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Depression, hormone therapy, and the menopausal transition among women aged 45 to 64 years using Canadian Longitudinal Study on aging baseline data

Shea AK1,2,3, Sohel N3,4,5, Gilsing A3,4,5, Mayhew AJ3,4,5, Griffith LE3,4,5, Raina P3,4,5.

Menopause. 2020 Mar 23. doi: 10.1097/GME.0000000000001540. [Epub ahead of print]

OBJECTIVE: To investigate the association between menopausal status, hormone therapy (HT) use and the presence of depressive symptoms among middle-aged women in Canada. METHODS: Cross-sectional baseline data from 13,216 women aged 45 to 64 years from the Canadian Longitudinal Study on Aging (CLSA) was used. The association between menopausal status (pre- vs postmenopausal) and self-reported symptoms of depression based on a score of 10 or more on the Center for Epidemiologic Studies Short Depression Scale-10 was assessed using logistic regression. Use and duration of use of HT, time since menopause, age at onset of menopause, and socioeconomic status and other contextual variables were explored for the association with depression.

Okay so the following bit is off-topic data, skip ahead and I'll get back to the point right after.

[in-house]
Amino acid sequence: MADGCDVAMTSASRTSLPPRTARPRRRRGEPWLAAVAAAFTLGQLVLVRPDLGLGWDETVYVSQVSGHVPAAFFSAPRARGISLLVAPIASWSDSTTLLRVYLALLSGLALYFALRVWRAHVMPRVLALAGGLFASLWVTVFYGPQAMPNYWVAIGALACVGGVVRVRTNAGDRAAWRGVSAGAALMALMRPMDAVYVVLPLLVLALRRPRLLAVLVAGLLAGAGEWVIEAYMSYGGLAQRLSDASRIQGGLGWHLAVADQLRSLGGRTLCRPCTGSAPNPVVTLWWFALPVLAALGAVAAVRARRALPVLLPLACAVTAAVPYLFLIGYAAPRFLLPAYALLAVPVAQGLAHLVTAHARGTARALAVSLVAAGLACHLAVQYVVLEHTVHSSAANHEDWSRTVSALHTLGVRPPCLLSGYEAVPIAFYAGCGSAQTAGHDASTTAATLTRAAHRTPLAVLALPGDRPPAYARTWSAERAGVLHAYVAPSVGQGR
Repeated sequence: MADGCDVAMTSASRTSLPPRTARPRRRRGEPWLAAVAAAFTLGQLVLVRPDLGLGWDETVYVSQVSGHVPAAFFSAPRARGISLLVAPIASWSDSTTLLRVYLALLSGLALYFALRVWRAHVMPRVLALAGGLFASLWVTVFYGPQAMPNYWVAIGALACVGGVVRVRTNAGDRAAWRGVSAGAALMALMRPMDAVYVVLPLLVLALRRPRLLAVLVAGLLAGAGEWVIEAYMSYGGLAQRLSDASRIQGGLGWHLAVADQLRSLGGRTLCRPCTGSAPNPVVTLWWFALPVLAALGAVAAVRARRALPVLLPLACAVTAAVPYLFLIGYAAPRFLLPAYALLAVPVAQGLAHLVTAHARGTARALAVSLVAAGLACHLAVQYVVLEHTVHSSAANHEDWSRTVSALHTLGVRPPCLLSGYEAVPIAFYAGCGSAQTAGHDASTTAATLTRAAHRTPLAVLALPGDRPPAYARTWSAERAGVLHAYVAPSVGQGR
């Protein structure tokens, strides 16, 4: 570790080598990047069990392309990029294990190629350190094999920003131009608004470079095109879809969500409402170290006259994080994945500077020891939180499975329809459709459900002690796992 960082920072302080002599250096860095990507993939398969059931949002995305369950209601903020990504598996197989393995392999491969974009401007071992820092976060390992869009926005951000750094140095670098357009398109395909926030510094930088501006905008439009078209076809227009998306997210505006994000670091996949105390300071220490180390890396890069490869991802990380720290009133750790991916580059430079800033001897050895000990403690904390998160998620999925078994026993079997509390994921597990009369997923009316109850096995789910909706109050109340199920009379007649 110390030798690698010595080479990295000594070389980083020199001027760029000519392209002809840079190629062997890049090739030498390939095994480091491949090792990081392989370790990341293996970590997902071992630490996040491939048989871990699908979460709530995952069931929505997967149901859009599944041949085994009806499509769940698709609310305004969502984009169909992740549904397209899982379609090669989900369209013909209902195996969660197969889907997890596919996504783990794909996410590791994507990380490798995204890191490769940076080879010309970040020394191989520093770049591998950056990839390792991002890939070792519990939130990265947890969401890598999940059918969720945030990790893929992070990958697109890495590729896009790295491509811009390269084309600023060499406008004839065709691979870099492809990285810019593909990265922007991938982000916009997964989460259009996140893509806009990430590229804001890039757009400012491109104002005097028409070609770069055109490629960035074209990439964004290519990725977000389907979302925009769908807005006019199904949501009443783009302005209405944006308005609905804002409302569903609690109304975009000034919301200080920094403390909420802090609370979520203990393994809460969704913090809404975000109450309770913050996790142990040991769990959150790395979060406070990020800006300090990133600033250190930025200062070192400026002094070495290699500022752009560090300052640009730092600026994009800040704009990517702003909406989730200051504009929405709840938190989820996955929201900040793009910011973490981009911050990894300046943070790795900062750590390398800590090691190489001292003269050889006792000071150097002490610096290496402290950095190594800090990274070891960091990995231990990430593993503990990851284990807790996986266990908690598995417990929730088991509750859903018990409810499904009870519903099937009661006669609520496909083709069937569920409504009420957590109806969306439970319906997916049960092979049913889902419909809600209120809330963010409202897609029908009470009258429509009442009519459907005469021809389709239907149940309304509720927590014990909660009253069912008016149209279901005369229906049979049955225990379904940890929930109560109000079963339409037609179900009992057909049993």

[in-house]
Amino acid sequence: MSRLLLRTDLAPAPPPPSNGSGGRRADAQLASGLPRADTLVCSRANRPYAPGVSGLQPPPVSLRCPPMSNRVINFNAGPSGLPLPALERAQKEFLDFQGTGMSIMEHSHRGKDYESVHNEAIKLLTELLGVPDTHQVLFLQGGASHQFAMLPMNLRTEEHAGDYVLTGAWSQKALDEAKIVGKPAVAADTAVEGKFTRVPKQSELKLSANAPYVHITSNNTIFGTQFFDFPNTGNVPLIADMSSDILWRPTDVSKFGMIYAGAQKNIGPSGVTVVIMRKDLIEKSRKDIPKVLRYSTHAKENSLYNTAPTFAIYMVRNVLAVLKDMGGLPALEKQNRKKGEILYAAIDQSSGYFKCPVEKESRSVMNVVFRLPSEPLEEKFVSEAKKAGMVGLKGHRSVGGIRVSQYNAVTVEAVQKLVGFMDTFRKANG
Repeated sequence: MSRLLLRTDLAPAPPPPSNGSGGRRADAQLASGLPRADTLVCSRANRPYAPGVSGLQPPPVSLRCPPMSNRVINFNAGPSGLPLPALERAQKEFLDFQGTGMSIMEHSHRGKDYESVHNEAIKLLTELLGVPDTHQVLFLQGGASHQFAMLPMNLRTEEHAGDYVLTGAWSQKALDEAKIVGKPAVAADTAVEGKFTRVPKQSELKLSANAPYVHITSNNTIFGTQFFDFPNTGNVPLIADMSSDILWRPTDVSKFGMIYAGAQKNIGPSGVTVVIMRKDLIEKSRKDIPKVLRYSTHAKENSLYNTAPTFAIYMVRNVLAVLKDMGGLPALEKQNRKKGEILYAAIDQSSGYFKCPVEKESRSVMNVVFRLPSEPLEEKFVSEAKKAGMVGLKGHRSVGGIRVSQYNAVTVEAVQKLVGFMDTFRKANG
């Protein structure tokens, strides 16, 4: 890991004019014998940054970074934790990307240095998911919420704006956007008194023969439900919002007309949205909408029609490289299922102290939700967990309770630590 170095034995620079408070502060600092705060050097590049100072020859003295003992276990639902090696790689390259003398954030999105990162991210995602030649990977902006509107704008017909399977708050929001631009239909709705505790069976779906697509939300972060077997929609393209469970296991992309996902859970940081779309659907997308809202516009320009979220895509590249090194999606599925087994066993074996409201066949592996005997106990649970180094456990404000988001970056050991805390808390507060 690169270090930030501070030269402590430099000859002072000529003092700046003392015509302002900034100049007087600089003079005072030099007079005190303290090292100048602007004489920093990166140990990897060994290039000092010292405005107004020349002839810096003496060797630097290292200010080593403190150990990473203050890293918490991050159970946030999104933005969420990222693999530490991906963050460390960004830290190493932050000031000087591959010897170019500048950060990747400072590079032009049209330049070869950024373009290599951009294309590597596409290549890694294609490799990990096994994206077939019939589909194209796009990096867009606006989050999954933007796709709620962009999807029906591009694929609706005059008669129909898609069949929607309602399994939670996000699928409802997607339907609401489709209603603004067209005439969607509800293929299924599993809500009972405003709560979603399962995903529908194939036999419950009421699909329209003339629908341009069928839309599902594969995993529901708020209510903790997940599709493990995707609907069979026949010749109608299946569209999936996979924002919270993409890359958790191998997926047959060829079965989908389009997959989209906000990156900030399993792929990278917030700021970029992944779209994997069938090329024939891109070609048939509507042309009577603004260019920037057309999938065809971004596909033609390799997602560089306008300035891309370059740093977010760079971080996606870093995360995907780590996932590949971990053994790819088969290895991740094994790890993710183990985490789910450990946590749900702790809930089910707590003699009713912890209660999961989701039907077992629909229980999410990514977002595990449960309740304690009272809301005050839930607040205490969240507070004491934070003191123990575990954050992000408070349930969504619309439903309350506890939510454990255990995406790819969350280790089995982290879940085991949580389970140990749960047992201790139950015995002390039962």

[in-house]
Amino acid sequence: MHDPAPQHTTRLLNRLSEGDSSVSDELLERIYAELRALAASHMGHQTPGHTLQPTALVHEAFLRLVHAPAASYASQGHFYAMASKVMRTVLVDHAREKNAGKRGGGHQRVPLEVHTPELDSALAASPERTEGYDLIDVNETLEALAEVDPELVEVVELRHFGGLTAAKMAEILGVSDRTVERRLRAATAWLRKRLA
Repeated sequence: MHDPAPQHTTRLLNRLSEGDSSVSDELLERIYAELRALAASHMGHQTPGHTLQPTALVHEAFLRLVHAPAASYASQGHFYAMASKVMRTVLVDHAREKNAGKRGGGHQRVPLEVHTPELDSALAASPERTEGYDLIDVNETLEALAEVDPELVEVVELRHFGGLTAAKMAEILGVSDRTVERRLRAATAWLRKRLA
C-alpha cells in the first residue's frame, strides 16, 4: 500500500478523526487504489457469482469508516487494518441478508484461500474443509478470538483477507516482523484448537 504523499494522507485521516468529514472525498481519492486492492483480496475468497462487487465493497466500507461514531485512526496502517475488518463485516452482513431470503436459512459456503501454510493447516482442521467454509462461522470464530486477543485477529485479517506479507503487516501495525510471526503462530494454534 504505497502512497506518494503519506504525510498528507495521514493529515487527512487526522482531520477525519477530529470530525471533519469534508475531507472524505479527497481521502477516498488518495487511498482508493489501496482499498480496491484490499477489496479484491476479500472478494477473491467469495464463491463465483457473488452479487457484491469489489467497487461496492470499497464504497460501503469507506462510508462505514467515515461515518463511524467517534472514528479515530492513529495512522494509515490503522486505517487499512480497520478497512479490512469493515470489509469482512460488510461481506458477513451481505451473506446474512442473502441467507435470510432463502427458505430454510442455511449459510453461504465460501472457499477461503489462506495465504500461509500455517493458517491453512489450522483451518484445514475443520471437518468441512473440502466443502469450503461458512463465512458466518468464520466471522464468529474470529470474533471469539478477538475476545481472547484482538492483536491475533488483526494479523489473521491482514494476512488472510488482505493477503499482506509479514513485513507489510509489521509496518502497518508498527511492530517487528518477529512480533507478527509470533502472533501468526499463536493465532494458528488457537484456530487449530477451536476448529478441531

RESULTS: Overall, 18.4% of middle-aged women in the CLSA data were identified as depressed using the Center for Epidemiologic Studies Short Depression Scale-10. Based on the logistic regression models, women reporting premature menopause (before the age of 40 years) and postmenopausal women currently using HT had 1.45 (1.07-1.97) and 1.21 (1.02-1.44) greater odds of having depression. Chi-square analyses showed that women with depressive symptoms were more likely to have low education, low household incomes, live alone, be nulliparous, and have low social support.

 CONCLUSIONS: Our findings highlight the association between depression and premature menopause among midlife women. Current HT use may be a proxy for more severe menopausal vasomotor symptoms, a known risk factor for depressive symptoms. Identification of risk factors, including social determinants of health, age at menopause, and menopausal symptoms can help guide clinicians when assessing mental health.